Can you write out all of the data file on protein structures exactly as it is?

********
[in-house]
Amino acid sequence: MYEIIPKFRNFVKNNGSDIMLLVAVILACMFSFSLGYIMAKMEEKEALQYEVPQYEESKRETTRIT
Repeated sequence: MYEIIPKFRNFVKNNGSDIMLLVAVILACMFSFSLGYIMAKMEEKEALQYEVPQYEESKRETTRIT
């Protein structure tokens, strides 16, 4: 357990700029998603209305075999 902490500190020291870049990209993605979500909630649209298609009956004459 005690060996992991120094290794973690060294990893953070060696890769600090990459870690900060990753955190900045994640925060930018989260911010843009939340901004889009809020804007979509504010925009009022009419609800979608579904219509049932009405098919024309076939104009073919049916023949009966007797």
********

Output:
[in-house]
Amino acid sequence: MYEIIPKFRNFVKNNGSDIMLLVAVILACMFSFSLGYIMAKMEEKEALQYEVPQYEESKRETTRIT
Repeated sequence: MYEIIPKFRNFVKNNGSDIMLLVAVILACMFSFSLGYIMAKMEEKEALQYEVPQYEESKRETTRIT
């Protein structure tokens, strides 16, 4: 357990700029998603209305075999 902490500190020291870049990209993605979500909630649209298609009956004459 005690060996992991120094290794973690060294990893953070060696890769600090990459870690900060990753955190900045994640925060930018989260911010843009939340901004889009809020804007979509504010925009009022009419609800979608579904219509049932009405098919024309076939104009073919049916023949009966007797």